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U.S. Securities and Exchange Commission


Litigation Release No. 17151 / September 26, 2001

Accounting and Auditing Enforcement Release No. 1455

SEC Settles Charges against Thomas Butler for His Invovlement in Financial Reporting Fraud at Cylink Corporation

Securities and Exchange Commission v. John Daws, Thomas Butler and Mark Folit, United States District Court for the Northern District of California, Civil Action No. C 01-3362 VRW

The Securities and Exchange Commission announced that on July 23, 2001, the Honorable Ronald M. Whyte, United States District Judge for the Northern District of California, issued a Final Judgment of Permanent Injunction and Other Relief against Thomas Butler, the former Vice President of Sales of Cylink Corporation. Without admitting or denying the Commission's allegations, Butler consented to the entry of a final judgment that permanently enjoins him from violating the antifraud provisions (Section 10(b) of the Securities Exchange Act of 1934 ("Exchange Act") and Rule 10b-5 thereunder); from circumvention of Cylink's internal controls and falsification of records (Section 13(b)(5) of the Exchange Act and Rule 13b2-1 thereunder); and from aiding and abetting Cylink's violations of the periodic reporting and books and records provisions (Sections 13(a) and 13(b)(2)(A) of the Exchange Act and Rules 12b-20, 13a-1 and 13a-13 thereunder) In addition, the final judgment orders him to disgorge ill-gotten gains of $50,000 to pay prejudgment interest and to pay a civil penalty of $100,000.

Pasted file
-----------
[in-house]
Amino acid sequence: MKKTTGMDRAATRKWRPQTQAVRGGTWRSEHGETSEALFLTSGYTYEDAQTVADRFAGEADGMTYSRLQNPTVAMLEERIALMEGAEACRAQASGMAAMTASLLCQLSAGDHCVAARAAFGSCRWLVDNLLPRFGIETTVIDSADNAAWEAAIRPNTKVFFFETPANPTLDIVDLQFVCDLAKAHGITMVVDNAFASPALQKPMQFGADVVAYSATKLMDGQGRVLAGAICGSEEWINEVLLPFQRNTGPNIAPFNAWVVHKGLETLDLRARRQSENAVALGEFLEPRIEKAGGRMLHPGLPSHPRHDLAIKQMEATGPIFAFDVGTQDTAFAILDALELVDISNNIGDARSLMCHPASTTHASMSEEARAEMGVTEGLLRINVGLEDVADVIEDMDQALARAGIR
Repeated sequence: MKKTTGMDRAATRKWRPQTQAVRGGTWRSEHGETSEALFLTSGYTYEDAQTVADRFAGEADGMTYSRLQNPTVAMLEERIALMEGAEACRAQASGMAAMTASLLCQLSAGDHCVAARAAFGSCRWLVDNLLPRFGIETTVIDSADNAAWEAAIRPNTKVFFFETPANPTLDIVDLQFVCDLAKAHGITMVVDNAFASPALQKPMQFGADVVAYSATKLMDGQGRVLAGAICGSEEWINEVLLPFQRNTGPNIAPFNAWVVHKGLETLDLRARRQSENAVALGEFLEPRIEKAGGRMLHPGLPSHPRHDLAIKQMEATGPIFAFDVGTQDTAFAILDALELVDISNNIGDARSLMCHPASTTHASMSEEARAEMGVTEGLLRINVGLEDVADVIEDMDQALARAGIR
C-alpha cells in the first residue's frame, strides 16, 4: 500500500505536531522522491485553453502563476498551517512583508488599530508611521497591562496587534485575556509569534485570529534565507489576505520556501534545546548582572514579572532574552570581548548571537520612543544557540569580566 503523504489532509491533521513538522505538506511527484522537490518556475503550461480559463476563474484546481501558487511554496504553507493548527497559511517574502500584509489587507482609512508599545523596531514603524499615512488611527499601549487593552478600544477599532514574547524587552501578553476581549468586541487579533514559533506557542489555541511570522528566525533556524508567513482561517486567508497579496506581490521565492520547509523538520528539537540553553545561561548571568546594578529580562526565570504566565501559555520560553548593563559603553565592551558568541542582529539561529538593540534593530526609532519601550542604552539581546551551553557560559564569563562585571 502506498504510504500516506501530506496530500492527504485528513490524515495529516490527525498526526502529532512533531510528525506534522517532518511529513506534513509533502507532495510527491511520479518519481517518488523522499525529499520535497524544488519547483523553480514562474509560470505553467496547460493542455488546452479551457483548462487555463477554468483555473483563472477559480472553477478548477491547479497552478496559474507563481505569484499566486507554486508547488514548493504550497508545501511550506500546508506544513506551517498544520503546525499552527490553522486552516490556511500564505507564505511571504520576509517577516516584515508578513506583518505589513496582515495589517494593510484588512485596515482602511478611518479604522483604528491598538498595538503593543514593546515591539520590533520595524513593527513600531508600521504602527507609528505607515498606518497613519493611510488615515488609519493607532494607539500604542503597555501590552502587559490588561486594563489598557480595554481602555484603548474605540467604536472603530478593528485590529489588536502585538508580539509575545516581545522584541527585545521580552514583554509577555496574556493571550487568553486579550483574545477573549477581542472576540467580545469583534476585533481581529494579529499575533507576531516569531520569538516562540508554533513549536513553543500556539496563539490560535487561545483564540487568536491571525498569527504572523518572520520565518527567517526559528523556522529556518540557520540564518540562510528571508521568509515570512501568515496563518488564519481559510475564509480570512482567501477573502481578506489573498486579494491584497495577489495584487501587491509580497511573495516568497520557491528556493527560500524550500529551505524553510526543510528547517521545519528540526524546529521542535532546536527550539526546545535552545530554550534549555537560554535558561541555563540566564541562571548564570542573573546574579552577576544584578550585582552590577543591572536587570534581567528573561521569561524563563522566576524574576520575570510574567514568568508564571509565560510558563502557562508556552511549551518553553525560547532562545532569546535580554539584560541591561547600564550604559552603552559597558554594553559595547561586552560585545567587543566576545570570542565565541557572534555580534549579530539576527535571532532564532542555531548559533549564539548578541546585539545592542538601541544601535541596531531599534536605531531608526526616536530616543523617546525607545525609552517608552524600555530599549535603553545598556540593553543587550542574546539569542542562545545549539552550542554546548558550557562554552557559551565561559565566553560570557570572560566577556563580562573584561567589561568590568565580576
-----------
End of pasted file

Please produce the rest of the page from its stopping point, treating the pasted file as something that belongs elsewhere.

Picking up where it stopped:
The Commission's complaint, filed on September 27, 2000, alleged that in order to meet Cylink's ambitious revenue goals, Butler, in conjunction with other former Cylink officers, led the Company to recognize revenue on numerous transactions that violated Cylink's own revenue recognition policy, generally accepted accounting principles or both for the first two quarters of fiscal 1998. For example, the complaint alleges that in the second quarter of fiscal 1998, Cylink recognized over $900,000 in revenue on a transaction that was not final because the customer still had up to 90 days to cancel the order. In another instance alleged in the complaint, Cylink recognized revenue on orders from a distributor even though the defendants had reason to believe the distributor could not pay for the product. The complaint also alleges that Cylink recognized revenue on software product orders that were contingent on the customers' rights to exchange the software for Cylink hardware products. Cylink overstated its quarterly revenue by as much as 97.5% during the period of the fraud, according to the Complaint.

After the fraud was uncovered, Cylink issued restated financials that sharply reduced its results for the periods in question. For the first quarter of fiscal 1998, the Company restated revenue from $15.8 million to $8 million (a 97.5% overstatement) and net income from continuing operations of $1.1 million to a net loss from continuing operations of $3.4 million. For the second quarter of fiscal 1998, the Company restated revenue from $18 million to $12.4 million (a 45% overstatement) and net income of $1.7 million to a net loss of $1.7 million.



Modified: 09/26/2001